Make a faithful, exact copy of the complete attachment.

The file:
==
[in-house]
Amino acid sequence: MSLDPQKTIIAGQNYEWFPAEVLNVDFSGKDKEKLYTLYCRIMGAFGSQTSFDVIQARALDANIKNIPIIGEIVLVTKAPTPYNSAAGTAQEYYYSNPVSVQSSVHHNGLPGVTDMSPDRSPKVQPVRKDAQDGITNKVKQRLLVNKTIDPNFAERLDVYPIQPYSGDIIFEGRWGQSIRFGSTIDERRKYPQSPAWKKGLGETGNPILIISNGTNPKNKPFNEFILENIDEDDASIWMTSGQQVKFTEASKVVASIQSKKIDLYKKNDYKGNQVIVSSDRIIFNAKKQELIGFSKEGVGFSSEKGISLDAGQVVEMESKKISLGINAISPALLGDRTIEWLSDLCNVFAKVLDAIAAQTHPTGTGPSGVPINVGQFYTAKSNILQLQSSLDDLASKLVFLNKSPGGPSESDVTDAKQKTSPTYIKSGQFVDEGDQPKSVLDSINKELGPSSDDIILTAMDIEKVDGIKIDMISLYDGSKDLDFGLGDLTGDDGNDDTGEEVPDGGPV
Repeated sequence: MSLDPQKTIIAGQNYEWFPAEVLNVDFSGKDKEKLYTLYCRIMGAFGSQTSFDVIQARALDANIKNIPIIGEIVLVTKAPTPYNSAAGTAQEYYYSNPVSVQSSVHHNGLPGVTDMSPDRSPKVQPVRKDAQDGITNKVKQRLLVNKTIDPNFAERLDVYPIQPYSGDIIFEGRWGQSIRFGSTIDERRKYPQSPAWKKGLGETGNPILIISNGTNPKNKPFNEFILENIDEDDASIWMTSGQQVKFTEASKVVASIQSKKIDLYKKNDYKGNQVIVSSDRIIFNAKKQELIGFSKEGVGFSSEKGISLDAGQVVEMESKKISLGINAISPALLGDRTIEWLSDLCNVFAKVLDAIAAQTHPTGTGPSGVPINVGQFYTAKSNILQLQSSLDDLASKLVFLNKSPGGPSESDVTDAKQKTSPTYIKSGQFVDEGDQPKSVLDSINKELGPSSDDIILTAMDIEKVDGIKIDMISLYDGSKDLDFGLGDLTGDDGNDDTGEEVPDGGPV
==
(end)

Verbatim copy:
[in-house]
Amino acid sequence: MSLDPQKTIIAGQNYEWFPAEVLNVDFSGKDKEKLYTLYCRIMGAFGSQTSFDVIQARALDANIKNIPIIGEIVLVTKAPTPYNSAAGTAQEYYYSNPVSVQSSVHHNGLPGVTDMSPDRSPKVQPVRKDAQDGITNKVKQRLLVNKTIDPNFAERLDVYPIQPYSGDIIFEGRWGQSIRFGSTIDERRKYPQSPAWKKGLGETGNPILIISNGTNPKNKPFNEFILENIDEDDASIWMTSGQQVKFTEASKVVASIQSKKIDLYKKNDYKGNQVIVSSDRIIFNAKKQELIGFSKEGVGFSSEKGISLDAGQVVEMESKKISLGINAISPALLGDRTIEWLSDLCNVFAKVLDAIAAQTHPTGTGPSGVPINVGQFYTAKSNILQLQSSLDDLASKLVFLNKSPGGPSESDVTDAKQKTSPTYIKSGQFVDEGDQPKSVLDSINKELGPSSDDIILTAMDIEKVDGIKIDMISLYDGSKDLDFGLGDLTGDDGNDDTGEEVPDGGPV
Repeated sequence: MSLDPQKTIIAGQNYEWFPAEVLNVDFSGKDKEKLYTLYCRIMGAFGSQTSFDVIQARALDANIKNIPIIGEIVLVTKAPTPYNSAAGTAQEYYYSNPVSVQSSVHHNGLPGVTDMSPDRSPKVQPVRKDAQDGITNKVKQRLLVNKTIDPNFAERLDVYPIQPYSGDIIFEGRWGQSIRFGSTIDERRKYPQSPAWKKGLGETGNPILIISNGTNPKNKPFNEFILENIDEDDASIWMTSGQQVKFTEASKVVASIQSKKIDLYKKNDYKGNQVIVSSDRIIFNAKKQELIGFSKEGVGFSSEKGISLDAGQVVEMESKKISLGINAISPALLGDRTIEWLSDLCNVFAKVLDAIAAQTHPTGTGPSGVPINVGQFYTAKSNILQLQSSLDDLASKLVFLNKSPGGPSESDVTDAKQKTSPTYIKSGQFVDEGDQPKSVLDSINKELGPSSDDIILTAMDIEKVDGIKIDMISLYDGSKDLDFGLGDLTGDDGNDDTGEEVPDGGPV